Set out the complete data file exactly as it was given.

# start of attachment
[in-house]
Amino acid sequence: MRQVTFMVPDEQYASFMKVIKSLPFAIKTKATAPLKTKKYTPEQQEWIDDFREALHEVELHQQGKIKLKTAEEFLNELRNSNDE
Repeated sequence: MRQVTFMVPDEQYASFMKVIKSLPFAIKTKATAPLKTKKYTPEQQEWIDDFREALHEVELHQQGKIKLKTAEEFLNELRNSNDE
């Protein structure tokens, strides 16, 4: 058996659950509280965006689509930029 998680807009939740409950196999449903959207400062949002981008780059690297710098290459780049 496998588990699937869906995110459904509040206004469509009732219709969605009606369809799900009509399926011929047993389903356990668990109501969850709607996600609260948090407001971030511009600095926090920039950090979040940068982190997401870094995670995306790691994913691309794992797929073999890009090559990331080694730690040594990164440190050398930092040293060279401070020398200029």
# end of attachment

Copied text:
[in-house]
Amino acid sequence: MRQVTFMVPDEQYASFMKVIKSLPFAIKTKATAPLKTKKYTPEQQEWIDDFREALHEVELHQQGKIKLKTAEEFLNELRNSNDE
Repeated sequence: MRQVTFMVPDEQYASFMKVIKSLPFAIKTKATAPLKTKKYTPEQQEWIDDFREALHEVELHQQGKIKLKTAEEFLNELRNSNDE
């Protein structure tokens, strides 16, 4: 058996659950509280965006689509930029 998680807009939740409950196999449903959207400062949002981008780059690297710098290459780049 496998588990699937869906995110459904509040206004469509009732219709969605009606369809799900009509399926011929047993389903356990668990109501969850709607996600609260948090407001971030511009600095926090920039950090979040940068982190997401870094995670995306790691994913691309794992797929073999890009090559990331080694730690040594990164440190050398930092040293060279401070020398200029």